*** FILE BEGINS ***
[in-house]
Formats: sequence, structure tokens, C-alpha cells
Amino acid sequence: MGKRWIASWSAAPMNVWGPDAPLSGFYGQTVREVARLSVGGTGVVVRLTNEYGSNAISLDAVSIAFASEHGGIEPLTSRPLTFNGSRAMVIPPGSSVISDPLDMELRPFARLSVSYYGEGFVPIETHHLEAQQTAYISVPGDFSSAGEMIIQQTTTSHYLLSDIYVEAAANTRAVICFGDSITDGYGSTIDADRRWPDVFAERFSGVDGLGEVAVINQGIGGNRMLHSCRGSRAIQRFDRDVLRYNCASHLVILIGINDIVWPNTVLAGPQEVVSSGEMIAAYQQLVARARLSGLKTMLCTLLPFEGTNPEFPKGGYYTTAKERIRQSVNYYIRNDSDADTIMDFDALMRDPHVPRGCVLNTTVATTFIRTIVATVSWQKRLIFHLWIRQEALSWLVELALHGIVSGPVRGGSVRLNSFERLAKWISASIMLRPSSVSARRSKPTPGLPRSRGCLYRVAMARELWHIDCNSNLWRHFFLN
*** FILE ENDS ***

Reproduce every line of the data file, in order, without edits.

[in-house]
Formats: sequence, structure tokens, C-alpha cells
Amino acid sequence: MGKRWIASWSAAPMNVWGPDAPLSGFYGQTVREVARLSVGGTGVVVRLTNEYGSNAISLDAVSIAFASEHGGIEPLTSRPLTFNGSRAMVIPPGSSVISDPLDMELRPFARLSVSYYGEGFVPIETHHLEAQQTAYISVPGDFSSAGEMIIQQTTTSHYLLSDIYVEAAANTRAVICFGDSITDGYGSTIDADRRWPDVFAERFSGVDGLGEVAVINQGIGGNRMLHSCRGSRAIQRFDRDVLRYNCASHLVILIGINDIVWPNTVLAGPQEVVSSGEMIAAYQQLVARARLSGLKTMLCTLLPFEGTNPEFPKGGYYTTAKERIRQSVNYYIRNDSDADTIMDFDALMRDPHVPRGCVLNTTVATTFIRTIVATVSWQKRLIFHLWIRQEALSWLVELALHGIVSGPVRGGSVRLNSFERLAKWISASIMLRPSSVSARRSKPTPGLPRSRGCLYRVAMARELWHIDCNSNLWRHFFLN